June 3rd, 2020
I'm a big fan of both DigitalOcean and Gatsby. I've used DigitalOcean for several years for various hosting services, and now that I'm learning web development Gatsby is what I've used for my first personal website and portfolio.
I've written this guide to show the steps required in order to deploy your own Gatsby site onto a DigitalOcean droplet.
Gatsby is a React based GraphQL powered static site generator. Gatsby can be used to create highly performant sites, with things like service workers, image optimisation and intelligent data fetching available straight out of the box.
DigitalOcean is an Infrastructure as a service (IaaS) provider who provide several easy to deploy services, such as virtual private servers which are also known as Droplets, Kubernetes clusters and managed databases.
DigitalOcean Droplets are Linux-based VPS' which can be used as standalone servers, or used as part of a wider cloud based infrastructure. Droplets start at $5 USD per month and you can create and deploy these in less than a minute.
This tutorial assumes that you have the following:
Your Gatsby website available on a Git repository.
A DigitalOcean Droplet running Ubuntu Linux 20.04 LTS. You will also need a non-root user account created which has sudo privileges. DigitalOcean provides excellent tutorials on Droplet creation and also on setting up Ubuntu 20.04.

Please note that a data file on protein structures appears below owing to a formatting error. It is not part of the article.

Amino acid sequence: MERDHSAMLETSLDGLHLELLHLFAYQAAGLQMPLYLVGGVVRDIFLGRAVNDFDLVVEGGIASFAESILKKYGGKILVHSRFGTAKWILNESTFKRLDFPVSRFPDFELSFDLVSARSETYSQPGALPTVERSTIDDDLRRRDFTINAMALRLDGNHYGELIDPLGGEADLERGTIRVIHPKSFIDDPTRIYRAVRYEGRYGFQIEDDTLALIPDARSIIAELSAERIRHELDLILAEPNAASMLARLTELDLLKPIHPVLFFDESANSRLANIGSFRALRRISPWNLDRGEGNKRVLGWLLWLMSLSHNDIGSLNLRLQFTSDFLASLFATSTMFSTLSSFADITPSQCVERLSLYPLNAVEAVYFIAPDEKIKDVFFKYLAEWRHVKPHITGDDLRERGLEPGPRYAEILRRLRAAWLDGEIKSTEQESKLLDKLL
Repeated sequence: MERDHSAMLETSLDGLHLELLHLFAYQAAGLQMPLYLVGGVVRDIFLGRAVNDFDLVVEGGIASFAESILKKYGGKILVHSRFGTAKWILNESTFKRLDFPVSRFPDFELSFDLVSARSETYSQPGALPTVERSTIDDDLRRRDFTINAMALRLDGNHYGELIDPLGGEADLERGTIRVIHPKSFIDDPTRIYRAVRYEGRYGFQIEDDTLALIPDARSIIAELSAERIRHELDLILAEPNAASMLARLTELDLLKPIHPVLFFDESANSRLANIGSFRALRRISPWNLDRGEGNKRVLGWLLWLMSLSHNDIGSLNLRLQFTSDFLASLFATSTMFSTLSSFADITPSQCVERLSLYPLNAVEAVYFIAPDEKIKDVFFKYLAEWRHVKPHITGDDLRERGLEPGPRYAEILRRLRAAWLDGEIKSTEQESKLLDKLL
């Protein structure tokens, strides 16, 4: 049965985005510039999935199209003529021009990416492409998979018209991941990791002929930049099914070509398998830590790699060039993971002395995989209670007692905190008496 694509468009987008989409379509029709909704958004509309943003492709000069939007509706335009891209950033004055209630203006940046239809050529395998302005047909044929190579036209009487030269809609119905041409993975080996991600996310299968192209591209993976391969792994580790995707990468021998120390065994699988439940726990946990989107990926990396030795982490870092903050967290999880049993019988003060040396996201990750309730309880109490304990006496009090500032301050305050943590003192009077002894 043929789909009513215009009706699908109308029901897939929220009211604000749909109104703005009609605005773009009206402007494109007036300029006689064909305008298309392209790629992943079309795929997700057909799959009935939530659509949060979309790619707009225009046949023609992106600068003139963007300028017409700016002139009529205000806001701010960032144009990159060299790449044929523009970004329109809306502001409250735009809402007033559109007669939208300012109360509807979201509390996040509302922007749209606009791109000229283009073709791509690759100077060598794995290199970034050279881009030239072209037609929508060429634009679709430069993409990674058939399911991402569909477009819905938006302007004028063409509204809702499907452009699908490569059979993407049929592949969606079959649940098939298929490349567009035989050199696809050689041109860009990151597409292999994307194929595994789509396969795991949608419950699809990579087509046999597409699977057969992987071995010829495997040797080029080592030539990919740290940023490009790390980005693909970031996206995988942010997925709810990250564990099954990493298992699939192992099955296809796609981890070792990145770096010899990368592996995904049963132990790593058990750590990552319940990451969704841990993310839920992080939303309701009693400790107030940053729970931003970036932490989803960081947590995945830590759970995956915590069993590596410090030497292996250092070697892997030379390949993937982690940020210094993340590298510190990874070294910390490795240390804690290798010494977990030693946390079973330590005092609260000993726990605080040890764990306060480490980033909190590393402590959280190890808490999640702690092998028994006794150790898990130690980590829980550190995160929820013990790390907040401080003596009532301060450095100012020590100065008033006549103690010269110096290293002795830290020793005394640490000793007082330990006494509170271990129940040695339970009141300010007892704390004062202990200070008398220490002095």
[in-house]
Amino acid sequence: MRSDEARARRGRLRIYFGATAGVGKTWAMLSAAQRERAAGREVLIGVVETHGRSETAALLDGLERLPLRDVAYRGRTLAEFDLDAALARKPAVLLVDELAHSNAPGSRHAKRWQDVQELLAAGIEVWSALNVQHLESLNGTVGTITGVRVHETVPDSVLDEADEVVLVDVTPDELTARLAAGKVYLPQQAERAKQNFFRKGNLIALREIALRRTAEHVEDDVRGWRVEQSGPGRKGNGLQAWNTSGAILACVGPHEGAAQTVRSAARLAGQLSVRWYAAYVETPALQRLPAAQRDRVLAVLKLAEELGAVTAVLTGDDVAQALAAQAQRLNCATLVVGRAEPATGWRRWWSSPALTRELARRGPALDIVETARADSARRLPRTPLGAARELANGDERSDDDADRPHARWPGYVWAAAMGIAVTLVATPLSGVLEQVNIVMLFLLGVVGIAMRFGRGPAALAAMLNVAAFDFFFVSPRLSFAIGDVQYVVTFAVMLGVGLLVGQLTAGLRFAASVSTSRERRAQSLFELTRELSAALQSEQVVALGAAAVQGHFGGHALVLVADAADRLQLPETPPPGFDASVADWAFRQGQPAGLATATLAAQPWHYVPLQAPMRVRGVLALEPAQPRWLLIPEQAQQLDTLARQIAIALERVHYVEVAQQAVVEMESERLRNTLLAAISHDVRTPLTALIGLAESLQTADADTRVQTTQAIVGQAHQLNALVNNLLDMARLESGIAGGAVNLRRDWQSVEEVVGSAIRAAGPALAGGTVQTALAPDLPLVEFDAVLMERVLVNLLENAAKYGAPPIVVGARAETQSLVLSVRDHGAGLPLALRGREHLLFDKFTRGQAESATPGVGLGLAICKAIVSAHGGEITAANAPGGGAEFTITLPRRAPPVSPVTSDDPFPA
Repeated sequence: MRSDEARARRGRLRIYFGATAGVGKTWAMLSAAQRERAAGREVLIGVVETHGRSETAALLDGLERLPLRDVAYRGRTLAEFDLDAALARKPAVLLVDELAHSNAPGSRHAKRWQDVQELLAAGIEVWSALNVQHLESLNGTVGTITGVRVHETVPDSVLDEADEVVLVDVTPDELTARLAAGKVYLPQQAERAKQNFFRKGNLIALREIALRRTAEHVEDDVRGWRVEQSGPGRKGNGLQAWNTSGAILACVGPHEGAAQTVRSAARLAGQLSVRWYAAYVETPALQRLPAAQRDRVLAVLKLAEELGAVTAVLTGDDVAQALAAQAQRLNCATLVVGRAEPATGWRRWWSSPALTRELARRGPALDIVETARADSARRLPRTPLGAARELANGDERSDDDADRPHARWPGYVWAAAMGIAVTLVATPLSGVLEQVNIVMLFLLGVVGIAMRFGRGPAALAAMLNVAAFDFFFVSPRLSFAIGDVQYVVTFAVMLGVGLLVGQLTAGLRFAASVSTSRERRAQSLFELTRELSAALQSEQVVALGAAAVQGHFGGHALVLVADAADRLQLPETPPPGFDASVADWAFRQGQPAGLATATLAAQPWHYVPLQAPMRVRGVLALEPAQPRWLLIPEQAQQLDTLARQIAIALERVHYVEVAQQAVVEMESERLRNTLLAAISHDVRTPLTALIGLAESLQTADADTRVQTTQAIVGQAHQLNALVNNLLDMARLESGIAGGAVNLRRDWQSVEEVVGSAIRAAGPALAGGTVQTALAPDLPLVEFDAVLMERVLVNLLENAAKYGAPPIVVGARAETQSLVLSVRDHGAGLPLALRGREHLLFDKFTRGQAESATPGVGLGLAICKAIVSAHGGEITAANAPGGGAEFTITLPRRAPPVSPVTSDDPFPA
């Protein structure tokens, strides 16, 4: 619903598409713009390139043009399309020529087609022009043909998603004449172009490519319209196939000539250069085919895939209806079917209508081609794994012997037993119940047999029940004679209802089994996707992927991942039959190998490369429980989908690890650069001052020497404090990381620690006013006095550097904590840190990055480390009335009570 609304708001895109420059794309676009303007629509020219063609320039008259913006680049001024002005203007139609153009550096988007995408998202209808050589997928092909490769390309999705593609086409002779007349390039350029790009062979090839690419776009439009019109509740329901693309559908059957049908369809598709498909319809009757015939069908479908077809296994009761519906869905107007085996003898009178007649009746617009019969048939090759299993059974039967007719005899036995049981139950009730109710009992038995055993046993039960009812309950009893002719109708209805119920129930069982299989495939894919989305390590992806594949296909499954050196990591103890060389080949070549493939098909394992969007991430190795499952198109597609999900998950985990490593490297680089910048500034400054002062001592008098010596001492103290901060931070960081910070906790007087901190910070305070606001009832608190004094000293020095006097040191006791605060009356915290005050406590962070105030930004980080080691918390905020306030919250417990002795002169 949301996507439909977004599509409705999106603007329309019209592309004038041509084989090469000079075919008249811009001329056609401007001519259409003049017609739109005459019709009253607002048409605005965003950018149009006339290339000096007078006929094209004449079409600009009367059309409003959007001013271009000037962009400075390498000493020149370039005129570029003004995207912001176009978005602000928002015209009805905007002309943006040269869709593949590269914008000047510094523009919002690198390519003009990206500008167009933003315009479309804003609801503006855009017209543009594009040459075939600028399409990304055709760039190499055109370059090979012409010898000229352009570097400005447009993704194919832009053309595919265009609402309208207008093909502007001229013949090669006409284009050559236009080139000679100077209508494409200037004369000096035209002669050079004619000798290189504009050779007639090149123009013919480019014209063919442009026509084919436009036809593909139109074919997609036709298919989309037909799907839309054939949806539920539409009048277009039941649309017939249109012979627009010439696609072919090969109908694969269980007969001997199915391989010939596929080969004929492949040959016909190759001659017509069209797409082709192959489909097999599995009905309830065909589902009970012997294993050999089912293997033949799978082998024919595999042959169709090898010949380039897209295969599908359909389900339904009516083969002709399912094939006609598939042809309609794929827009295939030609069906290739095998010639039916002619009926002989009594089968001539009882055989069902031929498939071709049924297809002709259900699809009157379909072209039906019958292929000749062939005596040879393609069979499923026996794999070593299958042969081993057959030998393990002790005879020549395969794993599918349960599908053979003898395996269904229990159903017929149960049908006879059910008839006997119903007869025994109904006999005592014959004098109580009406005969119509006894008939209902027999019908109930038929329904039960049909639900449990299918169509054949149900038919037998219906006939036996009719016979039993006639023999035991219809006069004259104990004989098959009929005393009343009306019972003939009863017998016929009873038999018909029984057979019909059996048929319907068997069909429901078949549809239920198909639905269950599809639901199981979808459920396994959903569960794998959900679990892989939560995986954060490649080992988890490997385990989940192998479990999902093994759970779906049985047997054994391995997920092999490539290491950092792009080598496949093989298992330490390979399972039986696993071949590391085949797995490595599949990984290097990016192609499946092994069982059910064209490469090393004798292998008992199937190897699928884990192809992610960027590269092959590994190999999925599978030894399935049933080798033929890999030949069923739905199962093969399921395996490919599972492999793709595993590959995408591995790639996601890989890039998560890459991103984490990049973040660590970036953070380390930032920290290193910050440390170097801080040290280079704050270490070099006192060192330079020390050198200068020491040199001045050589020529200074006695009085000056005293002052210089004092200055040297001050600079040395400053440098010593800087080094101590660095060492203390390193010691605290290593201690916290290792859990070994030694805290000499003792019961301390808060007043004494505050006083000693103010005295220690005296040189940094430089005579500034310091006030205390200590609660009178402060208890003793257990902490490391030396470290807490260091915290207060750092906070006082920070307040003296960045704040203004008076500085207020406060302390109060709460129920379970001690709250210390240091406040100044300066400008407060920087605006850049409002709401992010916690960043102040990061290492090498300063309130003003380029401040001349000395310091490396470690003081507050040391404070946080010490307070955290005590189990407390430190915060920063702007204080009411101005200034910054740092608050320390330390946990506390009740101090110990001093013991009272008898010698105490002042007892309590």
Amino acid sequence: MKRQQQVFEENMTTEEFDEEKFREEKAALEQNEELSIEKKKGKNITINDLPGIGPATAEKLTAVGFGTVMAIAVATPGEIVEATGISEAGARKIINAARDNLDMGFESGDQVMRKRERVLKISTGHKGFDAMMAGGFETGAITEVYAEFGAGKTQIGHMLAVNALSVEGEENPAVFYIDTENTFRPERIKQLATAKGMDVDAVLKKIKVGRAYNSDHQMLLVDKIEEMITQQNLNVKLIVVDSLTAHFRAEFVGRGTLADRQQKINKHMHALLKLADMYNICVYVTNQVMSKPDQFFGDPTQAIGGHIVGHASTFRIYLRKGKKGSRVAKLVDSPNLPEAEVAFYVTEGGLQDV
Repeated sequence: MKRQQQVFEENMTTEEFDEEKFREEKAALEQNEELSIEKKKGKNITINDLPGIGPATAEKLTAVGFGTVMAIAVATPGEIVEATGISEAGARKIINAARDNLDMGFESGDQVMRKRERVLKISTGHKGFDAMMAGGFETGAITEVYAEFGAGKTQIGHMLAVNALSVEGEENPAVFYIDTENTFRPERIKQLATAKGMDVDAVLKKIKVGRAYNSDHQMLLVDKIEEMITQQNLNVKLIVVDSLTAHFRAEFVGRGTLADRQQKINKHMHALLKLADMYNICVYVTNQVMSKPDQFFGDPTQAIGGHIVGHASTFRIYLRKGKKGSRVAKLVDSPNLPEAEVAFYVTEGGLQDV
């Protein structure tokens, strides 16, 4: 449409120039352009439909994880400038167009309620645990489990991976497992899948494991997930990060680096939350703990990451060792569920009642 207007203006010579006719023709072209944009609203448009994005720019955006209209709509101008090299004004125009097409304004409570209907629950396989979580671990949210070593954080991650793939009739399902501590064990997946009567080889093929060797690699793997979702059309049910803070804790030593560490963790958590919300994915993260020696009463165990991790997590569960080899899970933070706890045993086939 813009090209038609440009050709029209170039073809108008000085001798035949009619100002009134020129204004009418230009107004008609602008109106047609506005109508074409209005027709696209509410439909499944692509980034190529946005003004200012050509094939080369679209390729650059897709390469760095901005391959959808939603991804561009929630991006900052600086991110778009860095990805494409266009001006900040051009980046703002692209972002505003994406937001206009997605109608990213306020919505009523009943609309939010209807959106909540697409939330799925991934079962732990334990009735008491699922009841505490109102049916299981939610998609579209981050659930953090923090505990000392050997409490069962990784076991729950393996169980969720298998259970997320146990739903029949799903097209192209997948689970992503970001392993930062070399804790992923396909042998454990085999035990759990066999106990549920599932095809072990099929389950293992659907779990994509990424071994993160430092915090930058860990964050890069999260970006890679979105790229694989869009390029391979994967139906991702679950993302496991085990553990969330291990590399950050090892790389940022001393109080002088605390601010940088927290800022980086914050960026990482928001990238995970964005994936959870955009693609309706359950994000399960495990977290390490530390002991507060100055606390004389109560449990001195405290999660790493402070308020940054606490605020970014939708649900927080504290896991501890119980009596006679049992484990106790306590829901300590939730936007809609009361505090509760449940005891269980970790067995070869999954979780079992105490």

A custom domain to utilise LetsEncrypt and provide HTTPS encryption for your Gatsby website.
Before starting, you should ensure that you have the latest versions of your installed system packages. Run the following:
sudo apt update sudo apt upgrade
To have a more up to date version of NodeJS than what is generally available in the official Ubuntu repositories, you can add a Personal Package Archive (PPA) which the NodeJS team maintain.
In this tutorial you will be installing the Long Term Support (LTS) version which is currently v12.x.x. Do the following to add the NodeJS PPA:
cd ~ curl -sL https://deb.nodesource.com/setup_12.x -o nodesource_setup.sh sudo language-bash nodesource_setup.sh
This will then add the PPA to your package manager and make the latest NodeJS LTS version available for installation. You can now install NodeJS:
sudo apt install nodejs
Now verify that you have installed the NodeJS package and that it is the correct version:
node -v v12.17.0
To upgrade npm (NodeJS's package manager) to the latest version run the following:
sudo npm install -g npm@latest
Sometimes some npm packages need compiling from source, so you will need to install the build-essential package:
sudo apt install build-essential